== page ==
This Day in FAA History: February 12th

Full FAA Chronology at this link.

19310212: The Department of Commerce placed the radio range beacon at Medicine Bow, Wyo., into continuous operation, completing the directional radio marking of the entire route from San Francisco to New York.
19310212: An amendment to existing regulations covering interstate airline operations required a copilot on all aircraft flying a schedule of five or more hours with eight or more passengers. (See October 1, 1931.)
19350212: The U.S. Navy’s rigid airship Macon crashed at sea off the California coast. This crash, coupled with the loss of the Macon’s sister ship, the Akron, two years earlier, ended U.S. interest in rigid airship development.
19740212: FAA inaugurated a new program aimed at providing a general review of airworthiness regulations every two years to see that such rules were promulgated or amended in a more timely and systematic manner. The process was to be carried out with the full participation of other Federal agencies, the U.S. aviation industry, and foreign governments, which were invited to submit rulemaking proposals. The suggestions were processed and considered at a Biennial Airworthiness Review Conference, held in Washington on December 2-11, 1974. The success of this event lead to the establishment, on February 26, 1975, of a similar program for operational rules, and to a Biennial Operations Review Conference in December 1975. The two review programs eventually resulted in hundreds of rule changes. It proved impossible to complete the process within a two-year period, however, and a biennial cycle was not established.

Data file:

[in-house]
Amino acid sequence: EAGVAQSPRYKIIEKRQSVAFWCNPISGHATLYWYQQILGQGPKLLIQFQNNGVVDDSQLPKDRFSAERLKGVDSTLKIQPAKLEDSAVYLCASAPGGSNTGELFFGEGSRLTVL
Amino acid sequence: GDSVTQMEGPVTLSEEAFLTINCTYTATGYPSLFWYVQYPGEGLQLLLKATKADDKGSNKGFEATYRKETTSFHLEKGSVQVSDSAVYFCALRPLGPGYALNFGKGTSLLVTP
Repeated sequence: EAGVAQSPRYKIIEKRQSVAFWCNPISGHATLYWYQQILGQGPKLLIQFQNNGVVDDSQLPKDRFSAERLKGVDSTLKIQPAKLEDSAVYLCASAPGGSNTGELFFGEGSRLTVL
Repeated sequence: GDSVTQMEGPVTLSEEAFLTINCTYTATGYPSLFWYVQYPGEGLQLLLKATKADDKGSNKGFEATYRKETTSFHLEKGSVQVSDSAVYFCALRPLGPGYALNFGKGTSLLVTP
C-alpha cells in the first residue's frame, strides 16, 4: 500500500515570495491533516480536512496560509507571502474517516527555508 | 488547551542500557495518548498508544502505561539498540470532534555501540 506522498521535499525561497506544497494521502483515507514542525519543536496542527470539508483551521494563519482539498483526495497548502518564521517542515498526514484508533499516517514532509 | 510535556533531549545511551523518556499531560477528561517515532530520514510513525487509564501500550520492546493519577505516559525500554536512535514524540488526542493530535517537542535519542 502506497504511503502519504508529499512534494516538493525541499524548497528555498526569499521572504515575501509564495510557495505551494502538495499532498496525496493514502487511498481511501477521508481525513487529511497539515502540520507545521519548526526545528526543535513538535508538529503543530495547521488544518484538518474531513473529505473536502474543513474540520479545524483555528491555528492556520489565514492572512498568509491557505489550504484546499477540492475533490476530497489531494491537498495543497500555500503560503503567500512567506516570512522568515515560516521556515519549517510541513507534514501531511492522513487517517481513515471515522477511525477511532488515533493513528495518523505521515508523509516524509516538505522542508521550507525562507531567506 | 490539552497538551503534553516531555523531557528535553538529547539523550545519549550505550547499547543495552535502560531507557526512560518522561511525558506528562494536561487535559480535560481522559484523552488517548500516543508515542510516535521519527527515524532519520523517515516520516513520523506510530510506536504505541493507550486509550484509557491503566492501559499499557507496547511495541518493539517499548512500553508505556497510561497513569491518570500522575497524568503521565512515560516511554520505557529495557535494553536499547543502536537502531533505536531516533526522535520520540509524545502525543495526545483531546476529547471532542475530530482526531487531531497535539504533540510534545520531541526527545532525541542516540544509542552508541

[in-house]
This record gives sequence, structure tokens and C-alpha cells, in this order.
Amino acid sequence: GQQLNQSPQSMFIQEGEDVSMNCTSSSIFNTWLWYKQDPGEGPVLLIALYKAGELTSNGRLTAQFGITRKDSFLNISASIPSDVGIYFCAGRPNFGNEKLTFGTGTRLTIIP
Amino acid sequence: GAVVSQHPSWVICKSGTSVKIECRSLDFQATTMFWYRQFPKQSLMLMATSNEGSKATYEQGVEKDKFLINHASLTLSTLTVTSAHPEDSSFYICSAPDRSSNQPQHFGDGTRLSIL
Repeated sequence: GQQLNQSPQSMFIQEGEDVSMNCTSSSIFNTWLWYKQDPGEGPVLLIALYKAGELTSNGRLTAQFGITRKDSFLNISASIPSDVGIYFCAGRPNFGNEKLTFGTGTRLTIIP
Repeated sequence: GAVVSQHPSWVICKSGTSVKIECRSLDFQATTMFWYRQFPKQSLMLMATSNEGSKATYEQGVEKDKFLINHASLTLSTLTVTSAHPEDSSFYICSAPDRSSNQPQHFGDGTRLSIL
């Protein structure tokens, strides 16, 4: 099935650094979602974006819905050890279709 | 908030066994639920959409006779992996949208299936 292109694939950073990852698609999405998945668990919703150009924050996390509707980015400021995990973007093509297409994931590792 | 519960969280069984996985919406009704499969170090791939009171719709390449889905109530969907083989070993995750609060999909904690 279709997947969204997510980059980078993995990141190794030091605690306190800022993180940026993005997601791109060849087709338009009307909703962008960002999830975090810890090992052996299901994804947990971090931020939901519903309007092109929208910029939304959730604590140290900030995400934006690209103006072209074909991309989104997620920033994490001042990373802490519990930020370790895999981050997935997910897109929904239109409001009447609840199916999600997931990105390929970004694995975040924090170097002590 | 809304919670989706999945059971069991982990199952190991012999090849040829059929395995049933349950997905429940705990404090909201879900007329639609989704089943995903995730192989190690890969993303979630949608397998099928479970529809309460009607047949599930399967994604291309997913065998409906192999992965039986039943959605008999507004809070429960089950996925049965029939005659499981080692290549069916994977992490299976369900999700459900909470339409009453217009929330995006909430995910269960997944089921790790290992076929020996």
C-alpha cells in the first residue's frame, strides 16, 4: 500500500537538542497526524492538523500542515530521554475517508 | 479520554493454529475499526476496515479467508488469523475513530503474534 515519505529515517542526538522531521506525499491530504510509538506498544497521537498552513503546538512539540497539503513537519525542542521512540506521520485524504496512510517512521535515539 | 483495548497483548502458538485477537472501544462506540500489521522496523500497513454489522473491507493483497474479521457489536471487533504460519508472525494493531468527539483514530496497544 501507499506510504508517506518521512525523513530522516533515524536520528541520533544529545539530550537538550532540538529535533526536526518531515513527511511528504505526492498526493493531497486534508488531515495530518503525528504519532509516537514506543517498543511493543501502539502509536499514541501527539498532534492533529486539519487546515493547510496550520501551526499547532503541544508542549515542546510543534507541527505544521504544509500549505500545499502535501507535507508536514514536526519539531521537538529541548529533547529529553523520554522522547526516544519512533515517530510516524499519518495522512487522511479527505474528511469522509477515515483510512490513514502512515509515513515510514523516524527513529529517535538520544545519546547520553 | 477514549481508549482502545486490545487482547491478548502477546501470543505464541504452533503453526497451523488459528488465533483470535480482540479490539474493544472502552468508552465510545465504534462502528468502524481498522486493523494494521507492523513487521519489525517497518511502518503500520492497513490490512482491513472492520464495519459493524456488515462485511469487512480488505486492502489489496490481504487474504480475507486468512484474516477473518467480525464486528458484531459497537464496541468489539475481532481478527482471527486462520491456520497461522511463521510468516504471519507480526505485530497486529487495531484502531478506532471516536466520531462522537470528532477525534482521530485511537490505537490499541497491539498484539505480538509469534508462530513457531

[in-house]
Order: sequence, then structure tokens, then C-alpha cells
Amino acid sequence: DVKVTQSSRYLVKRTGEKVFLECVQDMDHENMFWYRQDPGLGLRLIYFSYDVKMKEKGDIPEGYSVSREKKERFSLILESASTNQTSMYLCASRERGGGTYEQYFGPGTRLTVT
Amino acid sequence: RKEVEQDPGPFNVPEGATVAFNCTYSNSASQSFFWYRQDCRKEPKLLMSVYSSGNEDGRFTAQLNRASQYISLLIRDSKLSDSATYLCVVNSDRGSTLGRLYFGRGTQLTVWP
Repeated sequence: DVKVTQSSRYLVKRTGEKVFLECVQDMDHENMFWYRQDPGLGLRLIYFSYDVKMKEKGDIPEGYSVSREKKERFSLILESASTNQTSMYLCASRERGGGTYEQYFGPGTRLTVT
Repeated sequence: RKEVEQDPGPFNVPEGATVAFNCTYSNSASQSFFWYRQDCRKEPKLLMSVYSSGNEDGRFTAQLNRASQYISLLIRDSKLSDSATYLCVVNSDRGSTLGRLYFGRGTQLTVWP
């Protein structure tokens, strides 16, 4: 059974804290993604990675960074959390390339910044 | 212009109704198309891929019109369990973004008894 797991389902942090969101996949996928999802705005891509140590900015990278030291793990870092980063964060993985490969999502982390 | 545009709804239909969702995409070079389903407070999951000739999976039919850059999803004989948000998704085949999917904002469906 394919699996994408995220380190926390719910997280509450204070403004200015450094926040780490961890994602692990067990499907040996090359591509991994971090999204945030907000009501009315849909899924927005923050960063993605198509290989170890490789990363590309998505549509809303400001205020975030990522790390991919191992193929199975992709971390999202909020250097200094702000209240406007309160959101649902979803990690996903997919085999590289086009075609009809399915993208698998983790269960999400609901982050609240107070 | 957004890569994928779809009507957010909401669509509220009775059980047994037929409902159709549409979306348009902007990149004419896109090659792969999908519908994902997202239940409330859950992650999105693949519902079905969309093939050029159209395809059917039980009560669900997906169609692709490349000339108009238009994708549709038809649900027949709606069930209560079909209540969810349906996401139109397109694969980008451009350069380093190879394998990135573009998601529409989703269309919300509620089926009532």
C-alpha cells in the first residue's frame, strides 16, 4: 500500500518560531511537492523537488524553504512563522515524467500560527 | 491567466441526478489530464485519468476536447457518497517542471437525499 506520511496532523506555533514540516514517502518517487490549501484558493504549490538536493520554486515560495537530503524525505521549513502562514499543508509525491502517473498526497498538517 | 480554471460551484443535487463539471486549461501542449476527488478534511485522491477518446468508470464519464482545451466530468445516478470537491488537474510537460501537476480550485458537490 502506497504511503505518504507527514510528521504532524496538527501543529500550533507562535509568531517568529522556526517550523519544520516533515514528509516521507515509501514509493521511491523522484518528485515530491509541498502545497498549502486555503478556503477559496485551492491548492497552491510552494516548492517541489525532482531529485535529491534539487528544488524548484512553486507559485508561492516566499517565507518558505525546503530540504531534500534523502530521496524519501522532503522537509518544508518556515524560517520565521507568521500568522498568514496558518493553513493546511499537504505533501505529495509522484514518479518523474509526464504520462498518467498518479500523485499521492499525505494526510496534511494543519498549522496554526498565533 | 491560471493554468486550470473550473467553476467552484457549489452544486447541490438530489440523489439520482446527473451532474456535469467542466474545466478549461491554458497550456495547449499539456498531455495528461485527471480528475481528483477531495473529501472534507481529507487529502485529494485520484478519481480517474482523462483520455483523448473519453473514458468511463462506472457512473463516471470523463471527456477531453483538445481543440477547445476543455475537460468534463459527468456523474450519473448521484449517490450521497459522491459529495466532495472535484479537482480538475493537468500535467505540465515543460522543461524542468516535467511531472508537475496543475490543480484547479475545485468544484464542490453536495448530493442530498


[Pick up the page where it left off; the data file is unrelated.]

19860212: FAA commissioned the first “family” group of automated flight service stations (AFSSs), at airports in Cleveland, Ohio, Dayton, Ohio, and Bridgeport, Conn. The group of stations used the Model 1 Flight Service Automation System (see October 2, 1981). They were linked by dedicated communications lines with a Central Flight Service Data Processing System (FSDPS) at the Cleveland Air Route Traffic Control Center. Computer terminals at the three automated stations gave flight service specialists quick access to weather information, flight plans, and other data continually fed into the FSDPS. The commissioning was part of FAA’s long-range plan to consolidate all its flight service stations into 61 automated facilities. On September 28, 1987, FAA completed the first phase of the AFSS program as it commissioned the 37th and final AFSS planned to receive the initial version of the Model 1 system. In February 1987, meanwhile, Congress had approved development of the Model 1 Full Capacity system in place of the Model 2 system that FAA had originally planned. (See November 1982, and November 8, 1991)
19870212: FAA initiated Phase 1 of the Expanded East Coast Plan (EECP) to help increase the capacity of the National Airspace System (see August 21, 1986). The plan had been originally intended to relieve traffic congestion in the New York and Washington, D.C., areas through the more effective use of airspace, but was expanded to cover the airspace from Maine to Florida and west to Chicago. The EECP: created new departure and arrival routes; established separate paths and altitudes for jets and slower propeller aircraft; set up new city-pair routes; and used new traffic management techniques to increase airport departure flows and reduce holding procedures. The agency initiated Phase II of plan on November 19. That phase involved a realignment of the northwest departure quadrant from the New York Metropolitan area. The agency also increased the number of westbound high-altitude, routes from one to four to expedite traffic flows to Chicago, Detroit, and the west coast. The final phase of the EECP, implemented on March 10, 1988, was designed to improve traffic flow from the New York area to the northeast, and involved changes affecting the airspace in New England, New York, Philadelphia, Baltimore, and Washington, D.C. (See August 25, 1988.)